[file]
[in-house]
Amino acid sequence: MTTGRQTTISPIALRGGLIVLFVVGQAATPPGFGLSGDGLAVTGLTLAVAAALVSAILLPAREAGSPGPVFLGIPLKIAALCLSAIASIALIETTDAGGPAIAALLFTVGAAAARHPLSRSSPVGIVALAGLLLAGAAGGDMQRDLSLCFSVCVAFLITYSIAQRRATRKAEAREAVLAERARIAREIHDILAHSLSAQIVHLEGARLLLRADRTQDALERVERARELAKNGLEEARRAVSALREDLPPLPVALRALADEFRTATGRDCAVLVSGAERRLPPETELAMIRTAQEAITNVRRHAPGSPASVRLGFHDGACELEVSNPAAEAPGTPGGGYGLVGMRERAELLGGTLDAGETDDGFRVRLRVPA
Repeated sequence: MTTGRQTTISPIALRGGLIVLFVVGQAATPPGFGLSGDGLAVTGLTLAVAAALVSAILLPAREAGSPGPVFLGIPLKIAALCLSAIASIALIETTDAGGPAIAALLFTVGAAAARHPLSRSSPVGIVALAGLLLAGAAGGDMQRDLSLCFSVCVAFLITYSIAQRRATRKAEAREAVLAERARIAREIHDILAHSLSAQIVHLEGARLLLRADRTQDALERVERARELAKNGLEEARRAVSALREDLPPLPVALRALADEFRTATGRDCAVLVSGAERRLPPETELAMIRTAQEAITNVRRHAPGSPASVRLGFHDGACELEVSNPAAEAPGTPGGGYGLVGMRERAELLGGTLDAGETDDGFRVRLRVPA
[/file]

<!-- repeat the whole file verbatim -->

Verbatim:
[in-house]
Amino acid sequence: MTTGRQTTISPIALRGGLIVLFVVGQAATPPGFGLSGDGLAVTGLTLAVAAALVSAILLPAREAGSPGPVFLGIPLKIAALCLSAIASIALIETTDAGGPAIAALLFTVGAAAARHPLSRSSPVGIVALAGLLLAGAAGGDMQRDLSLCFSVCVAFLITYSIAQRRATRKAEAREAVLAERARIAREIHDILAHSLSAQIVHLEGARLLLRADRTQDALERVERARELAKNGLEEARRAVSALREDLPPLPVALRALADEFRTATGRDCAVLVSGAERRLPPETELAMIRTAQEAITNVRRHAPGSPASVRLGFHDGACELEVSNPAAEAPGTPGGGYGLVGMRERAELLGGTLDAGETDDGFRVRLRVPA
Repeated sequence: MTTGRQTTISPIALRGGLIVLFVVGQAATPPGFGLSGDGLAVTGLTLAVAAALVSAILLPAREAGSPGPVFLGIPLKIAALCLSAIASIALIETTDAGGPAIAALLFTVGAAAARHPLSRSSPVGIVALAGLLLAGAAGGDMQRDLSLCFSVCVAFLITYSIAQRRATRKAEAREAVLAERARIAREIHDILAHSLSAQIVHLEGARLLLRADRTQDALERVERARELAKNGLEEARRAVSALREDLPPLPVALRALADEFRTATGRDCAVLVSGAERRLPPETELAMIRTAQEAITNVRRHAPGSPASVRLGFHDGACELEVSNPAAEAPGTPGGGYGLVGMRERAELLGGTLDAGETDDGFRVRLRVPA